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Ancient Tattoos Were Done Using Volcanic Glass Tools, Scientists Find

Jul 11, 2016 04:16 AM EDT

Tattoos during prehistoric times were done using volcanic glass tools, researchers found.

According to the researchers, the 3,000-year-old tools were used for doing tattoos in the South Pacific, and these prehistoric skin-piercing tools could offer insight into ancient tattooing practices.

"Tattooing is a very important cultural practice in the Pacific even today," Robin Torrence, archaeologist at the Australian Museum in Sydney and co-author of the study, said in an interview with Live Science.

"In fact, the English word 'tattoo' comes from a Pacific Polynesian word: tatau," Torrence added.

According to the archaeologists, it is difficult to study the tattooing history as it is rare to find exceptionally preserved human remains that could be used in studying tattooing practices.

The scientists, therefore, focused instead on unearthing the tools that had been used in making the skin markings in the South Pacific, although such tools are still difficult to find as they are often made of perishable materials, the researchers said.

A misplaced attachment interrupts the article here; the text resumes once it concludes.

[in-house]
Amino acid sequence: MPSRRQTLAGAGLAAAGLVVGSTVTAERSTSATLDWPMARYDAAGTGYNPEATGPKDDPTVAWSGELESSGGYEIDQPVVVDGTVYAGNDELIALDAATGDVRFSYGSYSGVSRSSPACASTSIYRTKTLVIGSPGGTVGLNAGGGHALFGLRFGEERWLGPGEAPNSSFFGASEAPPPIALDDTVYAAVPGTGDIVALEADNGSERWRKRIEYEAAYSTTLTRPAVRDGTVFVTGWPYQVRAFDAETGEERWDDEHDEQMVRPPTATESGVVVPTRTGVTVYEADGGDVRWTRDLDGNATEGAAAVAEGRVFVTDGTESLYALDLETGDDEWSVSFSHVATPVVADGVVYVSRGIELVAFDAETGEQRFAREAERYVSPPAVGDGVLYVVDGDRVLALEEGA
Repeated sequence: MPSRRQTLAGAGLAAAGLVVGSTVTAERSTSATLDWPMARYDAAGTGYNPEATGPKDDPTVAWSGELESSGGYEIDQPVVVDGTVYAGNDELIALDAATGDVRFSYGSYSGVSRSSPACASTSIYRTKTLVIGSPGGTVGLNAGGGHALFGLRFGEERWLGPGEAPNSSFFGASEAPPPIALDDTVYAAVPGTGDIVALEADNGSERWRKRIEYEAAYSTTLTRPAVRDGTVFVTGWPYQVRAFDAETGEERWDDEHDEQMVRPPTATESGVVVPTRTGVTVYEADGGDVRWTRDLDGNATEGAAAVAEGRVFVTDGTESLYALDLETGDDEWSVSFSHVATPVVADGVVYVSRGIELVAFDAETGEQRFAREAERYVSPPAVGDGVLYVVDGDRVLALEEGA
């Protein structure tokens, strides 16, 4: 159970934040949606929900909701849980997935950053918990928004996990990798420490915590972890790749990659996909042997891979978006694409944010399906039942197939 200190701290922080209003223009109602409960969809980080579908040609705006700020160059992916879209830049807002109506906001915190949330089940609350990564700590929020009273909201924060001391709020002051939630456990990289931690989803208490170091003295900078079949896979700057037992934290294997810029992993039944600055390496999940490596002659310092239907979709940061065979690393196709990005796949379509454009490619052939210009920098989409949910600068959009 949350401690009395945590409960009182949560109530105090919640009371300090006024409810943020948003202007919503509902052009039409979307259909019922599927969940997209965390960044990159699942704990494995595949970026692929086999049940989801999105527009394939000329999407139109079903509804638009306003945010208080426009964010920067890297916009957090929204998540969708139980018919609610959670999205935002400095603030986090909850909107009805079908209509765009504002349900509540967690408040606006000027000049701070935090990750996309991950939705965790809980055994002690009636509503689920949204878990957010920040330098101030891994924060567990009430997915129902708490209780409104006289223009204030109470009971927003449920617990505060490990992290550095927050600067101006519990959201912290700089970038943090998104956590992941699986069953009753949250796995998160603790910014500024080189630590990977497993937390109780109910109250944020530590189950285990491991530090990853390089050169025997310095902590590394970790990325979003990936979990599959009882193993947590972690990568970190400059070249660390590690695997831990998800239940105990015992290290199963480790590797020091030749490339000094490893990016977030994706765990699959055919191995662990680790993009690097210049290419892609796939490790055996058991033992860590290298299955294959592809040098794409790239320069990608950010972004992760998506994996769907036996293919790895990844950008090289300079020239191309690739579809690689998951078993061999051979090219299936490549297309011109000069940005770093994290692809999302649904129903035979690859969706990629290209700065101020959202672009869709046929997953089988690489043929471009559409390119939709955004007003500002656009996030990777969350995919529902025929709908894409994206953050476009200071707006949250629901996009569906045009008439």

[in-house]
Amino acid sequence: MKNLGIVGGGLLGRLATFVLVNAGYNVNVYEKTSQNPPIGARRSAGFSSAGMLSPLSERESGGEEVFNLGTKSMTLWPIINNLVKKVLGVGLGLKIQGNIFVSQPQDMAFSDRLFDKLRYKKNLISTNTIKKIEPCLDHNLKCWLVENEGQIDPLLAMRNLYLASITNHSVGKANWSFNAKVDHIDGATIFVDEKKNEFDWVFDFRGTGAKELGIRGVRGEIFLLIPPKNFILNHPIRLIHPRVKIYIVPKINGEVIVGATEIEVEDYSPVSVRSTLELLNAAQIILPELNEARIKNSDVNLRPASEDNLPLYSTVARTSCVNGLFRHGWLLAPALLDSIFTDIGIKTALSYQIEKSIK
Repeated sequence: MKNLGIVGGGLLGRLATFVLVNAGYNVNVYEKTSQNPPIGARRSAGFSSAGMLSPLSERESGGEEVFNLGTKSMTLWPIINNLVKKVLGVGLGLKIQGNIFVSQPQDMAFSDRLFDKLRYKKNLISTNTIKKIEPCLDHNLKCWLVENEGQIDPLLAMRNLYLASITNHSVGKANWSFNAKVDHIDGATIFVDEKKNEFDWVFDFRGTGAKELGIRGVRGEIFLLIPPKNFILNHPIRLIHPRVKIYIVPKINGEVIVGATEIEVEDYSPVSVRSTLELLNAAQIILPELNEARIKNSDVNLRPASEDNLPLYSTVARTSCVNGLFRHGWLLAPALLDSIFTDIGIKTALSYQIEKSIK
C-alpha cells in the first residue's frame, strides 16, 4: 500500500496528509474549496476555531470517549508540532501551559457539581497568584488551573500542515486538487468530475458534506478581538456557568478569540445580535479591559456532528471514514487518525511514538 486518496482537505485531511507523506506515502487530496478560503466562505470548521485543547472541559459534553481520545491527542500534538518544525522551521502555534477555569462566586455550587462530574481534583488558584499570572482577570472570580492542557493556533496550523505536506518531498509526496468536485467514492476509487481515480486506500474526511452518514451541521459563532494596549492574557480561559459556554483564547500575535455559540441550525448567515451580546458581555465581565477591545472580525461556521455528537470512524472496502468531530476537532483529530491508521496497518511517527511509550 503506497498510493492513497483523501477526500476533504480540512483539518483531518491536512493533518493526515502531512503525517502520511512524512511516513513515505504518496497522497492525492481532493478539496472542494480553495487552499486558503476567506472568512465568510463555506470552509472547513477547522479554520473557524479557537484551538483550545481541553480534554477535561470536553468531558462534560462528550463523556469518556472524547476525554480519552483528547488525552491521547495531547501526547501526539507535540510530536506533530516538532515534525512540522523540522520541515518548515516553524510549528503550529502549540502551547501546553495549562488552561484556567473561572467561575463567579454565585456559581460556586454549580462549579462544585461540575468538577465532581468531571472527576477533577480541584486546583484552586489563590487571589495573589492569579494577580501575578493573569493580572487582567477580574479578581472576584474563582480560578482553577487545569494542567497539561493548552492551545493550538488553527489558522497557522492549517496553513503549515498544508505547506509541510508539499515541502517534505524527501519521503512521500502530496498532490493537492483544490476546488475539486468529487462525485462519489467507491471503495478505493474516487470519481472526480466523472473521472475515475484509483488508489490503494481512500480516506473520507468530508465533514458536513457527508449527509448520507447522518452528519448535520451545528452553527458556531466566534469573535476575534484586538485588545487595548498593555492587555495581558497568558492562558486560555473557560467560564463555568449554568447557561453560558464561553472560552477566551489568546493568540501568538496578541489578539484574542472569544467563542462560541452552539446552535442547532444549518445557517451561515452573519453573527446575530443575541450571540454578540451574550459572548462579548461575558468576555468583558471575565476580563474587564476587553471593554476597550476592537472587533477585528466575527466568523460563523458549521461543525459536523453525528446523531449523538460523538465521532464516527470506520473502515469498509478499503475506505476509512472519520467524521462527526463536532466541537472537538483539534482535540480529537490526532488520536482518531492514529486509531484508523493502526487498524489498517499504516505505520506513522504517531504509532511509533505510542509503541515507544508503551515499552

For the study, which was published in the Journal of Archaeological Science, the research team analyzed 15 obsidian artifacts from the site in Nanggu in the Solomon Islands.

According to the researchers, these artifacts were reshaped from obsidian flakes - which are dark-colored glass that form naturally when lava cools - in such a way that each has a short, sharp point on the edge. The tools were believed to have been used in making cloth and other items from animal skin and hide.

In 2015, the researchers performed tattoo experiments on pigskin for four months, using obsidian tools that copied the size and shape of the original artifacts found in Nanggu and charcoal and red ochre pigments.

The researchers compared the tools used in the experiment and with the Nanggu artifacts and found that both sets had similar signs of wear and tear, such as blunting, chipping and thin scratches. They also found residues of blood as well as charcoal and ochre pigments on the tools.

"The research demonstrates the antiquity and significance of human body decoration by tattooing as a cultural tradition amongst the earliest settlers of Oceania," Torrence said in a statement.

According to the researchers, the findings may help shed light on how ancient obsidian tools were being used in other places around the world.

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